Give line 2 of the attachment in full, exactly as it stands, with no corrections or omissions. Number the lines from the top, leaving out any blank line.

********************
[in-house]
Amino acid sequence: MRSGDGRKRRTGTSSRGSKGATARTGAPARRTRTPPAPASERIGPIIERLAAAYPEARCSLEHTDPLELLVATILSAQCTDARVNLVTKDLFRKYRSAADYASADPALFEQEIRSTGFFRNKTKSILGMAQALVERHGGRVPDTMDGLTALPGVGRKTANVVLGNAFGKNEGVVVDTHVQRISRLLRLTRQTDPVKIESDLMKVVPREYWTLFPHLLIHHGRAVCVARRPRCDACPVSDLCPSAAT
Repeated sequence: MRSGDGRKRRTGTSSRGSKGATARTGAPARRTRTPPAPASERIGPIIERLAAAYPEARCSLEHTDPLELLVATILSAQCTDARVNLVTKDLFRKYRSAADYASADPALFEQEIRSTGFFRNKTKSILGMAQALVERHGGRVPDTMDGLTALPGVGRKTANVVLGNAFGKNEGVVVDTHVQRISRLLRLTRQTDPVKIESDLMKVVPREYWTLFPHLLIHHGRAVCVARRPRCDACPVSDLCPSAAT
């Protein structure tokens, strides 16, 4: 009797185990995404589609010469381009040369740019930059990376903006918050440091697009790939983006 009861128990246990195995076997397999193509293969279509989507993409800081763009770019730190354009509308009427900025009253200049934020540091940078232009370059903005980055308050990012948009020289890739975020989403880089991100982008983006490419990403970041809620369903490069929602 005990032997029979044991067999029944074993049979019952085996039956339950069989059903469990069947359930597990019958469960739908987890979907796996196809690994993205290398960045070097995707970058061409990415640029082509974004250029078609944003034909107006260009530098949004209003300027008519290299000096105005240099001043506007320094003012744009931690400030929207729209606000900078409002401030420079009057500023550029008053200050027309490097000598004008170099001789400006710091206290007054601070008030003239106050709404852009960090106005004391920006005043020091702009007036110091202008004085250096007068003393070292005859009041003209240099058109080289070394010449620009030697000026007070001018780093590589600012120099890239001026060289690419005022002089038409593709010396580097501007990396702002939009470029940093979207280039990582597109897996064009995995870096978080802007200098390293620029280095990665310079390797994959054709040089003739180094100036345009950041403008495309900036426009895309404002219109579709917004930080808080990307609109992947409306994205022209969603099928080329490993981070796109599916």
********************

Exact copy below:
Amino acid sequence: MRSGDGRKRRTGTSSRGSKGATARTGAPARRTRTPPAPASERIGPIIERLAAAYPEARCSLEHTDPLELLVATILSAQCTDARVNLVTKDLFRKYRSAADYASADPALFEQEIRSTGFFRNKTKSILGMAQALVERHGGRVPDTMDGLTALPGVGRKTANVVLGNAFGKNEGVVVDTHVQRISRLLRLTRQTDPVKIESDLMKVVPREYWTLFPHLLIHHGRAVCVARRPRCDACPVSDLCPSAAT